Paley endows her Black characters with dialect as authentic as she can manage, as when one member of the crowd exhorts respectful treatment of Faith: "Poor thing. She ain't right. Leave her you boys, you bad boys." A moral sense, a sympathetic reaching out, is evident. Rather than being a monolithic whole the Black crowd begins to acquire individuation through dissension, dialogue, and brief, telling description: "You blubrous devil! said a dark young man. He wore horn-rimmed glasses and had that intelligent look that City College boys used to have when I was eighteen and first looked at them." This description purposefully defies preconceptions of the "non-intellectual" Black while linking its subject to intimate remembrances of adolescent anxiety and hope, bridging barriers of color, dramatizing the common human experience.

Yet the dialogue in which Faith engages with the Black crowd is limited; to them she always retains a strong element of White Other, a representative of an alien society powerfully mythologized in the collective Black consciousness. A barrier remains, an inability to understand: "She ain't right." White is interpreted as displaced, as Other, a mysterious ghost from a separate world. The crowd remembers those they have displaced from "the white old days. That time too bad to last." Paley renders Black dialect to subvert dominant norms; from the perspective of the ghetto residents the good old days were, and are, a nightmare of exclusion. The White Other appears as an omnipresent force surrounding the Black ghetto both physically and psychologically. Whiteness in African American perspectives mirrors the inescapability of Blackness as naturalized in White racial ideology. This inverted gaze reclaims at least some of the authority lost due to Paley's elite position.

Despite intimations of a larger African American cultural perspective, "The Long-Distance Runner" maintains the experience of its Jewish protagonist. In returning to her home, Faith revisits her past, updates and revises a crucial part of her psyche. She stops at the apartment of the fat and tragic Mrs. Goreditsky, a Jewish resident from the old times left behind in the ghetto, whose death was discovered due only to the smell: "They couldn't get [her] through the front door. It scraped off a piece of her." Just as history, as the old neighborhood, remains with the Jews who have left, so a piece of them remains, part of the overlapping cultures, the palimpsest of American society. The old and impoverished are left literally behind to die while symbolically the history of ghettoization remains in the Jewish people.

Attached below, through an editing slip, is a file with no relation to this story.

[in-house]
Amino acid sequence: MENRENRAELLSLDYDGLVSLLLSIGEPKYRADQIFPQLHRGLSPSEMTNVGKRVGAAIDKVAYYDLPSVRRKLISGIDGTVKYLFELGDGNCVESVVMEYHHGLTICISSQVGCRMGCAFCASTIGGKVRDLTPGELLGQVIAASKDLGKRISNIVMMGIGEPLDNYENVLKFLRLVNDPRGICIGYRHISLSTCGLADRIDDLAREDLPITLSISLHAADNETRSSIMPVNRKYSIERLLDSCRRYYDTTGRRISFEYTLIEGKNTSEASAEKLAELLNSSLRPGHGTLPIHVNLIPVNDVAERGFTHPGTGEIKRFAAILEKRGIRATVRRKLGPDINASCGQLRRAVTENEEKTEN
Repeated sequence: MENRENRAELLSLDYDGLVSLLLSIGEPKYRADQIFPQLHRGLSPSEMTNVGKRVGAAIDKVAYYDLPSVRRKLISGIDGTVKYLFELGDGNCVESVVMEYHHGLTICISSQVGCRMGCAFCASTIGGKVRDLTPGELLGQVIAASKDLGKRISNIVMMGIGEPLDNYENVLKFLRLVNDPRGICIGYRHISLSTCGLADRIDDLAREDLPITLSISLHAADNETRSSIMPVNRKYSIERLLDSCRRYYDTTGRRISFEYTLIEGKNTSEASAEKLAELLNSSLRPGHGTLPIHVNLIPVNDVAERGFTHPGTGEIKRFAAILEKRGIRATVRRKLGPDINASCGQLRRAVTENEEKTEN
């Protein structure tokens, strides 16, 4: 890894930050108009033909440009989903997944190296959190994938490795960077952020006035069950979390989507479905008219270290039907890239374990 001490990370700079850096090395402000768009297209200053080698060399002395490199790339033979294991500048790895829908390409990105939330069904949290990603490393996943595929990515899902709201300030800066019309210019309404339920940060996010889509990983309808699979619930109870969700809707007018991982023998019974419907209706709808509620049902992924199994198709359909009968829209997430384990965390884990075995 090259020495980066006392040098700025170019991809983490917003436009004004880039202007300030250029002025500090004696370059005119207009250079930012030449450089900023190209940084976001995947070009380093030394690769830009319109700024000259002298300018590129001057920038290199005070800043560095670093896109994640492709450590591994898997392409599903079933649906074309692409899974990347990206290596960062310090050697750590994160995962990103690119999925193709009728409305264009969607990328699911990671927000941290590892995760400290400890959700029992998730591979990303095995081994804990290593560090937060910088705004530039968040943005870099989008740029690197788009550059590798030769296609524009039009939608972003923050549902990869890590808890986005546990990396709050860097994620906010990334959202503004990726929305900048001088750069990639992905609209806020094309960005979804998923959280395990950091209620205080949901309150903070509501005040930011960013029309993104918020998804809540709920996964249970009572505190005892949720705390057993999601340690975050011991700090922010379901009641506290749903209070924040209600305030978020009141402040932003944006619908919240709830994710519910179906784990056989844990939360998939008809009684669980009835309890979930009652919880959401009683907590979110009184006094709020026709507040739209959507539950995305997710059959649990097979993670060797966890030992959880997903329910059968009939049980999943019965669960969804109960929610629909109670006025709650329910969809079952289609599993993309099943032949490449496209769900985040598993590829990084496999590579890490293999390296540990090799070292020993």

If Mrs. Goreditsky exemplifies one fate for America's Jews, Faith bears witness to the extreme opposite: abandonment of one's improversihed childhood, along with any sense of responsibility for the continuing existence of poverty and marginalization. She remembers one deserter from the neighborhood who is now

the president of a big corporation, JoMar Plastics. This corporation owns a steel company, a radio station, a new Xerox-type machine that lets you do twenty-five different pages at once. This corporation has a foundation, The JoMar Fund for Research in Conservation. Capitalism is like that, I added, in order to be politically useful.

Capitalism with its plastic facade (like plastic, both everchanging and superficial) is endlessly accumulating, multiply tentacled, and ideologically self-replicating through its incessant funding of think tanks. Implicit in this passage is Faith's critique derived from her socialist mother, her need to preach, "to be politically useful," to empower people to understand their social situation with an implicit long-term goal of change. Between the extremes of impoverished ghetto resident and capitalist entrepreneurship, Faith struggles to reclaim her people's history, to retain their historical conscience while developing a modern identity. Her return to her (transformed) neighborhood (re) opens a connection between her (transformed) neighborhood (re) opens a connection between her own history and the plight of the marginalized, which assimilating Jews are tempted to jettison.

When Faith finally enters the apartment of her childhood, "my old own door," the story thoroughly enters the realm of the metaphorical, of Faith's imaginative exploration of her homeplace as interrogated by the Black presence. The return dramatizes the Jewish psychological reaction to a Black America which has taken over both its neighborhoods and its estranged status. Despite being "attacked by local fears," by a separation from this ghetto with its new strangeness, Faith's impulse to dialogue continues. Engaging Mrs. Luddy in somewhat one-sided conversation, Faith is conscious that she "is constantly intruding into the lives of these black people, offering advice as if she knows, and can teach them, what is right." She discusses, analyzes, criticizes, and seeks to improve. The temptation to overstatement, to the grandiose, is hard to resist; Faith's good-natured liberalism often borders on the self-righteous, as when she suggests that "someone ought to clean up" the outside terrors of the slum, and Mrs. Luddy rebukes her with "Who you got in mind? Mrs. Kennedy?" The authority of Faith (and by implication Paley) to analyze and speak for another community is questioned, with a partial answer implied in the existence of dialogue. A dialectic between the liberal idealist, spewing her opinions in long streams, and the realist, blunt and brief, tempered by a harsh reality, articulates something of this neighborhood's dilemma. Faith's and Mrs. Luddy's differing attitudes derive at least partly from their contrasting histories: the African American experience of promises repeatedly denied, of the slow-paced life of a recently rural people; the Jewish American experience of purposeful immigration, of escaping the New York ghetto in a generation.